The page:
1130. Low Risk of Pneumocystis jiroveci Pneumonia in Patients with Waldenstrom’s Macroglobulinemia on Ibrutinib
Session: Poster Abstract Session: Fungi and Parasites in Immunocompromised Patients
Friday, October 5, 2018
Room: S Poster Hall
Background: Ibrutinib is a Bruton’s tyrosine kinase inhibitor that is FDA approved for the treatment of chronic lymphocytic leukemia (CLL), mantle cell lymphoma, marginal zone lymphoma, and Waldenstrom’s macroglobulinemia (WM). Fungal infections including Pneumocystis jiroveci pneumonia (PCP) are increasingly reported in patients with CLL and lymphoma on ibrutinib possibly due to the off-target effect of ibrutinib on the adaptive immune system. Whether this increased risk is due to the effect of ibrutinib alone or in combination with immune dysregulation due to underlying malignancy is unknown. The purpose of this study is to assess the incidence of PCP in patients with WM on ibrutinib therapy.

Methods: A retrospective cohort study was performed of all patients with WM who initiated ibrutinib monotherapy at Dana-Farber Cancer Institute between July 1, 2015 and January 30, 2018. Baseline characteristics, laboratory parameters, previous and concomitant malignancy treatment regimens, and antimicrobial medications were collected by chart review. Patients were followed until April 1, 2018 for the development of PCP.

Results: There were a total of 106 patients with WM on ibrutinib during the study period. Sixty-one (58%) were male, and the median age at initiation of ibrutinib was 69 years (range 43 – 89). Forty-six patients (43%) received prior therapy for WM, with a median of two previous treatment courses (range 1 – 6). Fourteen patients (13%) were on PCP prophylaxis for a combined duration of eight person-years. No cohort patient developed PCP during the study period, which included 146 person-years of ibrutinib exposure. Three patients (3%) died due to disease progression (n = 2) and E. coli sepsis (n = 1).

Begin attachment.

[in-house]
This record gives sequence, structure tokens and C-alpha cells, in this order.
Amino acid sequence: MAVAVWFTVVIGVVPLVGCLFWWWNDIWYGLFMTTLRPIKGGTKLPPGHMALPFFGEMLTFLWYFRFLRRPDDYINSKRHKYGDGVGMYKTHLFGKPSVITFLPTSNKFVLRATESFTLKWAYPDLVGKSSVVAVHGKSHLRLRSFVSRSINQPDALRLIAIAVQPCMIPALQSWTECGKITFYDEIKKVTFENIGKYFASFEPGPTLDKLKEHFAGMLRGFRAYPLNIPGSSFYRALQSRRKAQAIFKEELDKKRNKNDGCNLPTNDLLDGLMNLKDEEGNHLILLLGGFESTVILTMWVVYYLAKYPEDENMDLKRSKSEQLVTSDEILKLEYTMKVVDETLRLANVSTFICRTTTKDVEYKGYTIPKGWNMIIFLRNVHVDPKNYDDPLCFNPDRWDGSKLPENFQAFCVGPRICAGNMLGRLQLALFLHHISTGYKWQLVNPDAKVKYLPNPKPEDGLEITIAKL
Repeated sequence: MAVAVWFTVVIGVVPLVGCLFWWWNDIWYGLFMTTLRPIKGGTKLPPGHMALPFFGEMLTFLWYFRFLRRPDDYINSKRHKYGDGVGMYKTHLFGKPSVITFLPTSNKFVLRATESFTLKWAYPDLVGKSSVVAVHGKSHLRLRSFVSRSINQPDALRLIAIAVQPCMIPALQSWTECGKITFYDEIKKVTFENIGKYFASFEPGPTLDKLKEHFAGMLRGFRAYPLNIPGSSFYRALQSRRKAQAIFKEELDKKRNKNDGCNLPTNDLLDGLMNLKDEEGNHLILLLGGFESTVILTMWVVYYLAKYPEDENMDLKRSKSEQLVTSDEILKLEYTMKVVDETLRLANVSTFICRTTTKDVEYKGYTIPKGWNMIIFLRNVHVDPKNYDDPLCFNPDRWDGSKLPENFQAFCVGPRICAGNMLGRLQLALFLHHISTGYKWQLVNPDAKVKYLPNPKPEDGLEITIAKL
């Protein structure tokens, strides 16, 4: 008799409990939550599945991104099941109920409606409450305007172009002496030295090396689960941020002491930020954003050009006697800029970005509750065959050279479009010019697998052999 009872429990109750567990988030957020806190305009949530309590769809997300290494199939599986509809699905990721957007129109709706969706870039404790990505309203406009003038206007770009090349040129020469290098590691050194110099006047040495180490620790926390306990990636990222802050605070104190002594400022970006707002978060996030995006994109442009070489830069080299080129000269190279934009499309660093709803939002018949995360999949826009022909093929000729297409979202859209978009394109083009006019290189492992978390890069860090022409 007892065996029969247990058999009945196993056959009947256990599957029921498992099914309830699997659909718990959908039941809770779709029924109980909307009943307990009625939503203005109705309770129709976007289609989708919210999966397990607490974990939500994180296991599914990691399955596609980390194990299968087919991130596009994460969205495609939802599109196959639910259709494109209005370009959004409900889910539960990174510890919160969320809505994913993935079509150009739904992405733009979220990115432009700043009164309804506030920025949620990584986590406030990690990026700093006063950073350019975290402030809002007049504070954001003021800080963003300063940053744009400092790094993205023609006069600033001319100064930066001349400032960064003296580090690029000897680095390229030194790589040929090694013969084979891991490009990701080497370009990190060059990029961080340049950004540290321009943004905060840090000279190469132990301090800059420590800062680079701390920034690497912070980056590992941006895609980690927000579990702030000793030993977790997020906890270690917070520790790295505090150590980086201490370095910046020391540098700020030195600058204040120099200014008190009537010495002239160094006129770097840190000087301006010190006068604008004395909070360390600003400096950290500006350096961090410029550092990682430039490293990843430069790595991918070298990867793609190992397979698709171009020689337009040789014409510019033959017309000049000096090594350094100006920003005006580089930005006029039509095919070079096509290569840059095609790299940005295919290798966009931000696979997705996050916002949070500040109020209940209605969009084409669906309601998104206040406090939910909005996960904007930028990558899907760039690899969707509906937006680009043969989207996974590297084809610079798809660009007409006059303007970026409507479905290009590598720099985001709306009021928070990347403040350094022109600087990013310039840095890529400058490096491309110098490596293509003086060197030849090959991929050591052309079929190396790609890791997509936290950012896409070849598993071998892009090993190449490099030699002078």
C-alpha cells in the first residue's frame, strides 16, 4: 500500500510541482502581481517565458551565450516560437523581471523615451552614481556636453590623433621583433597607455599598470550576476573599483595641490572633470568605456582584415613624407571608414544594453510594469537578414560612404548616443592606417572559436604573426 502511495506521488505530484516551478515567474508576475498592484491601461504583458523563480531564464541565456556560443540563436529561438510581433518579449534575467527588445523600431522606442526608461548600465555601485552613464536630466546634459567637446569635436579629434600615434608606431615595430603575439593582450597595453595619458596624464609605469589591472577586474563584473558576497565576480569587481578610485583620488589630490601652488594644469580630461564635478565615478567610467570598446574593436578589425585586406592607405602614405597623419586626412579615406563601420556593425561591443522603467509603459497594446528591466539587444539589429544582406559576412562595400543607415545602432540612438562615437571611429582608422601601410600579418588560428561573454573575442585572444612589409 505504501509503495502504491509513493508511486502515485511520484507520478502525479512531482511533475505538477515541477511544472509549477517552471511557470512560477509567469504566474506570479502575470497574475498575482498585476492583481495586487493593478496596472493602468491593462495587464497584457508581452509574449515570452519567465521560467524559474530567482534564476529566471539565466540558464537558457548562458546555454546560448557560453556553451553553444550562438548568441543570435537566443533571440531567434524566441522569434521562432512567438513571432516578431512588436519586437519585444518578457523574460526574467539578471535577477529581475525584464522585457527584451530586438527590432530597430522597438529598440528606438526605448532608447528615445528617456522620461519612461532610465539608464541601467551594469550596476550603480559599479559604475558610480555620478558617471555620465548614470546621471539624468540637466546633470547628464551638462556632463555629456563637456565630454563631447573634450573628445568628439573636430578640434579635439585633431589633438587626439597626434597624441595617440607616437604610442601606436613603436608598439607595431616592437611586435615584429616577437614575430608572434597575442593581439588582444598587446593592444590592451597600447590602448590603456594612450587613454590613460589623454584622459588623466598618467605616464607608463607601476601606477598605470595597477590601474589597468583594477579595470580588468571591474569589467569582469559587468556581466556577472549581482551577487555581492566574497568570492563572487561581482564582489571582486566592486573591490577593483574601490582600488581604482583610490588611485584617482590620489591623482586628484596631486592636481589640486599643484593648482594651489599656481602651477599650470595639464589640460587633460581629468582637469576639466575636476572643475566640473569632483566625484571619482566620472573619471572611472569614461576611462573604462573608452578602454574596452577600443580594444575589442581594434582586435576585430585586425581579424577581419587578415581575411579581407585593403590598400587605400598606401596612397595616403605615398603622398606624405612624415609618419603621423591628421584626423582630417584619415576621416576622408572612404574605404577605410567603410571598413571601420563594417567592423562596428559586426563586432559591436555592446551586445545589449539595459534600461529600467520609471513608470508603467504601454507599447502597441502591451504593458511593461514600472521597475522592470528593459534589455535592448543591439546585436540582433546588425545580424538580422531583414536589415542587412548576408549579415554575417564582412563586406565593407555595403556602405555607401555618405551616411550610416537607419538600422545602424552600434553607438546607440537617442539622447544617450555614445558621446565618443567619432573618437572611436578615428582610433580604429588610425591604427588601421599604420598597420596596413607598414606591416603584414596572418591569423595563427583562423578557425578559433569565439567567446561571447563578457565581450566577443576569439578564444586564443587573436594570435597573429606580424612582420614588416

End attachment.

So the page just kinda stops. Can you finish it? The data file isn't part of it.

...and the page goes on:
Conclusion: Patients with WM on ibrutinib monotherapy appear to have a different infectious risk profile than patients with CLL or lymphoma and do not have a high risk of developing PCP. These data suggest that PCP prophylaxis is likely not beneficial for patients with WM on ibrutinib.

Amanda E. Kusztos, BS1,2, Matthew P. Cheng, MD3,4,5, Joshua N. Gustine, MPH6, Toni E. Dubeau, NP6, Ann E. Woolley, MD2,5,7, Sarah P. Hammond, MD3,4,5, Lindsey R. Baden, MD3,4,5, Jorge J. Castillo, MD5,6 and Nicolas C. Issa, MD2,5,7, (1)Division of Infectious Diseases, Brigham and Women’s Hospital, Boston, MA, (2)Medical Oncology, Dana-Farber Cancer Institute, Boston, MA, (3)Division of Infectious Diseases, Brigham and Women's Hospital, Boston, MA, (4)Dana-Farber Cancer Institute, Boston, MA, (5)Harvard Medical School, Boston, MA, (6)Bing Center for Waldenstrom’s Macroglobulinemia, Dana-Farber Cancer Institute, Boston, MA, (7)Division of Infectious Diseases, Brigham & Women's Hospital, Boston, MA


A. E. Kusztos, None

M. P. Cheng, Royal College of Physicians and Surgeons of Canada: Member , Salary .

J. N. Gustine, None

T. E. Dubeau, None

A. E. Woolley, None

S. P. Hammond, Merck: Investigator , Research support .

L. R. Baden, None

J. J. Castillo, Pharmacyclics: Consultant and Grant Investigator , Consulting fee and Research grant .

N. C. Issa, GSK: Investigator , Research grant . Merck: Investigator , Research grant . Akros Pharma: Consultant , Consulting fee .

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